In Thailand, A New Party Tries to Take Back the Swastika

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Ajay Verma / REUTERS

Children light lamps in the shape of Swastika, a Hindu symbol of prosperity, on the eve of Hindu festival of Diwali in India in November 2004

In early June, the founders of Thailand's New Politics Party (NPP) unveiled their logo — usually a routine procedure in a country where new parties seem to come and go with the monsoons. But the yellow-and-green symbol of the NPP has generated controversy not just for its questionable 1970s color scheme but because it resembles a swastika.

Asians are rightly miffed that Adolf Hitler hijacked an ancient religious symbol of luck and peace and turned it into the unofficial logo for genocide and racial hatred. The swastika symbol is venerated in eastern religions ranging from Hinduism and Jainism to Buddhism. Even in pre-Nazi Europe, the good-luck talisman adorned everything from Celtic art to Finnish Air Force medals. A 1904 first-edition copy of Rudyard Kipling's Traffics and Discoveries has a swastika on the cover, a sign of his kinship with India where he was born.

Naturally, the Führer stripped the luck from the sign in the West, and its continuing use by neo-Nazi groups — not to mention Charles Manson slicing the symbol onto his forehead — prevents its rehabilitation. But in Asia the swastika still connotes all things auspicious. I remember traveling in Japan years ago and watching the shocked faces of American tourists coming across a giant topiary swastika that adorned a hillside near a famous temple. In fact, on some Japanese maps, temples are denoted with a swastika, just as churches are symbolized by a cross. (For the record, the Japanese swastika, or manji, faces counter-clockwise, while the Nazi symbol goes clockwise.) Similarly, Tibetans, who believe the symbol represents the Buddha's footsteps, adorn their walls or bodies with the token.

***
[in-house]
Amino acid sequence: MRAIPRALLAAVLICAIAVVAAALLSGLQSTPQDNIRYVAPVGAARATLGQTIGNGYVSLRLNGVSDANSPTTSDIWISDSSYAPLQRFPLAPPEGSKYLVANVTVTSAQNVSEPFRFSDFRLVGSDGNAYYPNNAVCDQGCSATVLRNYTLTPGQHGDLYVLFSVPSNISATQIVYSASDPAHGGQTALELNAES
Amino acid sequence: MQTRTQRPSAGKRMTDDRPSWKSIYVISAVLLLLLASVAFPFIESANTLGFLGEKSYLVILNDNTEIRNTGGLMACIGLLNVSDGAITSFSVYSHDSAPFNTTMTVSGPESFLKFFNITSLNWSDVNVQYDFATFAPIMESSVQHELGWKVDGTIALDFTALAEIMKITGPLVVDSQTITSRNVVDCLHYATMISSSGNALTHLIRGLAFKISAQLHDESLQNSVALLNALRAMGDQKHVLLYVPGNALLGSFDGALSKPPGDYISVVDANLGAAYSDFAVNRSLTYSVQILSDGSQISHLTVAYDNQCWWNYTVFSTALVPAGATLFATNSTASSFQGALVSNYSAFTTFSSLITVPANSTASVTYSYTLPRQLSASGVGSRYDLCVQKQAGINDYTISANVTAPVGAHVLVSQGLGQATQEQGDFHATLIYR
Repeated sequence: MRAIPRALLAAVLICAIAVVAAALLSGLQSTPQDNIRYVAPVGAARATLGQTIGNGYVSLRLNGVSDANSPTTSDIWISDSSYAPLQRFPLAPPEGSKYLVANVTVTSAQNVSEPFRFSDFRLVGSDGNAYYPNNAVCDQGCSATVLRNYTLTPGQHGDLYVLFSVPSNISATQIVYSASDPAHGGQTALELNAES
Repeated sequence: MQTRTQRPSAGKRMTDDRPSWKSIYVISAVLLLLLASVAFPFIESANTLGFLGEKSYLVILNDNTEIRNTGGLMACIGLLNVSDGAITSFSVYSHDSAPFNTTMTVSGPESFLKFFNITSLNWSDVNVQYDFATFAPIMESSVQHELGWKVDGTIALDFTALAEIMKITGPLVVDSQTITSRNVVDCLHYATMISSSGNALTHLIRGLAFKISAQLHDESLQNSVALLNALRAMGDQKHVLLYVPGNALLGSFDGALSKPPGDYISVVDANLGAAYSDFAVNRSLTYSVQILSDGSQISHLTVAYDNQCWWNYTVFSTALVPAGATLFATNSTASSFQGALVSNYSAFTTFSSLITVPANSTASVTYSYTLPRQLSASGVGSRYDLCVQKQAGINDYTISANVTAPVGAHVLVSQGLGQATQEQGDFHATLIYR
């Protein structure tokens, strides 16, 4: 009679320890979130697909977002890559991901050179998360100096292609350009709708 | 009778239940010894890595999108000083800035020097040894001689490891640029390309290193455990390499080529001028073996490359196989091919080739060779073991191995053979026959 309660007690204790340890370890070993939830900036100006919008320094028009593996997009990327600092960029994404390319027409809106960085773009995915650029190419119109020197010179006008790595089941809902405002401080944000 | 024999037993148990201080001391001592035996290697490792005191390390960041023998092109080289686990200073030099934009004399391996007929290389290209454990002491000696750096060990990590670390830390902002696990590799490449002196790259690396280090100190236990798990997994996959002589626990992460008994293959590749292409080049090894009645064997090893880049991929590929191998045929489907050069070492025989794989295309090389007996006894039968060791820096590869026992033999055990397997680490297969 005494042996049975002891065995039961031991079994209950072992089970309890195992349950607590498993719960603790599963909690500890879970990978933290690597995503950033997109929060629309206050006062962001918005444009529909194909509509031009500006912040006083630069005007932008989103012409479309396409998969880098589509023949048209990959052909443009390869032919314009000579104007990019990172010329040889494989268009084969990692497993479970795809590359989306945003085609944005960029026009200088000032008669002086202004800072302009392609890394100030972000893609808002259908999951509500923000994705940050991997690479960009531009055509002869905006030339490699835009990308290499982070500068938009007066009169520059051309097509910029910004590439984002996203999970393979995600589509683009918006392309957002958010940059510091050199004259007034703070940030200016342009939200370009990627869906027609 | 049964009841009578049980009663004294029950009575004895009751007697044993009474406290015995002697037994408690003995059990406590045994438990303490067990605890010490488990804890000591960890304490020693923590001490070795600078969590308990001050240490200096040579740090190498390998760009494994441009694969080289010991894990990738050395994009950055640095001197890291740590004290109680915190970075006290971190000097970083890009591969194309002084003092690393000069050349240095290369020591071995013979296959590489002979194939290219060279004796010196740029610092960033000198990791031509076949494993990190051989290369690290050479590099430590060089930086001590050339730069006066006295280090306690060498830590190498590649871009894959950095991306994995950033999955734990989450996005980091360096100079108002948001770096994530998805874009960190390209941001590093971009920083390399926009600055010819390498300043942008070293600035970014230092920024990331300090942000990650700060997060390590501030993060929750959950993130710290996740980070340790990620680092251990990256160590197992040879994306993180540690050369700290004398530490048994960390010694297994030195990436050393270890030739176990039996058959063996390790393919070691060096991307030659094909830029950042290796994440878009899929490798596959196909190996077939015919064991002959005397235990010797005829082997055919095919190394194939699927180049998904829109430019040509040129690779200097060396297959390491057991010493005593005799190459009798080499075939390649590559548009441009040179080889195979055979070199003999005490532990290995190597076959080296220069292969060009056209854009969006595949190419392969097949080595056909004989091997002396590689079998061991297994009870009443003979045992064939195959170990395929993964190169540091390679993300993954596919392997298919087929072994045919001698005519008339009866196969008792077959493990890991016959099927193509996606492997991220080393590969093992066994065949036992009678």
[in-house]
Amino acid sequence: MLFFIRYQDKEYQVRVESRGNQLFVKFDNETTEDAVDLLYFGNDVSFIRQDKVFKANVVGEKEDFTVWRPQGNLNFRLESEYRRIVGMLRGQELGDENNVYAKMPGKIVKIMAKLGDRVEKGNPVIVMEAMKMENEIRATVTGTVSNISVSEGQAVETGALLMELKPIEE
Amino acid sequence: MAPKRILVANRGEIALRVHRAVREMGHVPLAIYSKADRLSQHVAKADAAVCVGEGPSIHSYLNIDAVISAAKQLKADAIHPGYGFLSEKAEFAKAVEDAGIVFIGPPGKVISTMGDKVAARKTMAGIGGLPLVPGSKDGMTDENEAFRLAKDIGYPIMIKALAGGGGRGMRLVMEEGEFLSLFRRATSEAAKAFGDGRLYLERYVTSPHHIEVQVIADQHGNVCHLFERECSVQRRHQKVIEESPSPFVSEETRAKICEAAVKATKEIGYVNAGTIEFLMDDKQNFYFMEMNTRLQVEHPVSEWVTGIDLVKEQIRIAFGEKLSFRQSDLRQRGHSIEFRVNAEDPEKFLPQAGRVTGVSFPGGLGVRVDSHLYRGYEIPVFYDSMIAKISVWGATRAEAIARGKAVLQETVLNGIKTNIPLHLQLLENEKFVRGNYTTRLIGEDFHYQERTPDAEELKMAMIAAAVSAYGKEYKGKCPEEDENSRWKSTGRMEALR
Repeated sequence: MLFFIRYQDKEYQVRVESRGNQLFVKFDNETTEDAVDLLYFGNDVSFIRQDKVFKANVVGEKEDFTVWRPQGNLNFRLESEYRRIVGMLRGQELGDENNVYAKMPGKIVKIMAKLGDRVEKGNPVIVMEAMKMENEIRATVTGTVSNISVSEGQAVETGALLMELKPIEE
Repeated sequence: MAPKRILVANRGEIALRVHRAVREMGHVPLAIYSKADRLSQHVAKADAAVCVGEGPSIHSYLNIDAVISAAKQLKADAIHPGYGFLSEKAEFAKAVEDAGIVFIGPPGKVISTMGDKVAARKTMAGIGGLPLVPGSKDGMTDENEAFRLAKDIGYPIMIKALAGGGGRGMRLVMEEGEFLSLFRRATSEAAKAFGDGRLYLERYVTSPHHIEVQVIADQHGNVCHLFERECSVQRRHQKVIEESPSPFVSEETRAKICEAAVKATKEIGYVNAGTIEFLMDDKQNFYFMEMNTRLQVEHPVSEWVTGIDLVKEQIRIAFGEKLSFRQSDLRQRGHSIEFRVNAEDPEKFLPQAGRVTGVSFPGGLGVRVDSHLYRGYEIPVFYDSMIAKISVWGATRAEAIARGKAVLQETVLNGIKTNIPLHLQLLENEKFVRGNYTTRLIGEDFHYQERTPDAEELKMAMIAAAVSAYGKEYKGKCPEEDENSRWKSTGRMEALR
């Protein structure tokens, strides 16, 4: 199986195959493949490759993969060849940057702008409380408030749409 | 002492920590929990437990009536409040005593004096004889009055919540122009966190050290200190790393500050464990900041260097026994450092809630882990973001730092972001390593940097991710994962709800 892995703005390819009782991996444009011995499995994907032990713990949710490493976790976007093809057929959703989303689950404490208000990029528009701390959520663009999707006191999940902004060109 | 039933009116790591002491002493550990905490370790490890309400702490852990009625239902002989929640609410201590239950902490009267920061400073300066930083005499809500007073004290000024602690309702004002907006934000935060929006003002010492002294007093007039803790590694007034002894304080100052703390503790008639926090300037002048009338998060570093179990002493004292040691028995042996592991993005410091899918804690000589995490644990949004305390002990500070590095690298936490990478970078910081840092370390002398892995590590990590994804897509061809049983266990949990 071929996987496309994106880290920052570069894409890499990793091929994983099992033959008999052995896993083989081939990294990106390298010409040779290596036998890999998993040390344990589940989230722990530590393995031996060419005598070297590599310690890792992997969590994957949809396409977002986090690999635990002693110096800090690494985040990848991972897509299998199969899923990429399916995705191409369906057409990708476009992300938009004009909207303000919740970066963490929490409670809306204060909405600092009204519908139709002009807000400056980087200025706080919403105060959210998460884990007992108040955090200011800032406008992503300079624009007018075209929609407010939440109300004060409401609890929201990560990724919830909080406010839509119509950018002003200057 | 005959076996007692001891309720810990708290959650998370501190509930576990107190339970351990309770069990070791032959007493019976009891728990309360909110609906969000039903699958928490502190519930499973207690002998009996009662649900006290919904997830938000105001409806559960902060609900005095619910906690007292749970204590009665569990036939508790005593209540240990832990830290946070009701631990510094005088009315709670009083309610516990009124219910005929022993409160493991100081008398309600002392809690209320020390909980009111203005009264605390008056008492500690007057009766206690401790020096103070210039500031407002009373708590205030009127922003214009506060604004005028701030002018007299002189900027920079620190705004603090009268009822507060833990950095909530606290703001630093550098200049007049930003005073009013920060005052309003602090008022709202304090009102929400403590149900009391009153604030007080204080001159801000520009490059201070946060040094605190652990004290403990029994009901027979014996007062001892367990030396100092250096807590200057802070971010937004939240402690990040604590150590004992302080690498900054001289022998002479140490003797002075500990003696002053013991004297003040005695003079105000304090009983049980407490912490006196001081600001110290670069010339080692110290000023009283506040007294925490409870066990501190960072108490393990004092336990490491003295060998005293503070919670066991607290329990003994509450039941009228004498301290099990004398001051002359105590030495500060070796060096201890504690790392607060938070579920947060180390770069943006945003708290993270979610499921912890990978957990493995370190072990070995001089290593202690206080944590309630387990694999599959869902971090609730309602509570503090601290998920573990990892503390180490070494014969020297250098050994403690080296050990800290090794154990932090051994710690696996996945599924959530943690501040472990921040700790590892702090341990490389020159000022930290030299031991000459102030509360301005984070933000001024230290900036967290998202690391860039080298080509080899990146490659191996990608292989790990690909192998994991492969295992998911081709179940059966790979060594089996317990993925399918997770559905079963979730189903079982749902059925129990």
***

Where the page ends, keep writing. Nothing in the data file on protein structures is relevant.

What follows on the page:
The NPP, which has aligned itself closely with Thailand's Buddhist King, was presumably reaching for a potent religious symbol as its new logo. Fair enough. But the swastika carries a lot of global baggage. The NPP is an outgrowth of a street-protest movement called the People's Alliance for Democracy (PAD), which, despite its name, is skeptical of the efficacy of a one-man-one-vote system. Last year, the yellow-shirted PAD besieged Bangkok's international airport, forcing its closure for a week before the government it was protesting was ousted from office by a court ruling. The airport takeover dented Thailand's tourism industry and contributed to an aura of instability that has enveloped the country since. Choosing such a contentious symbol could further harm the NPP's fledgling reputation. No matter how many ancient talismans are used, that's hardly auspicious.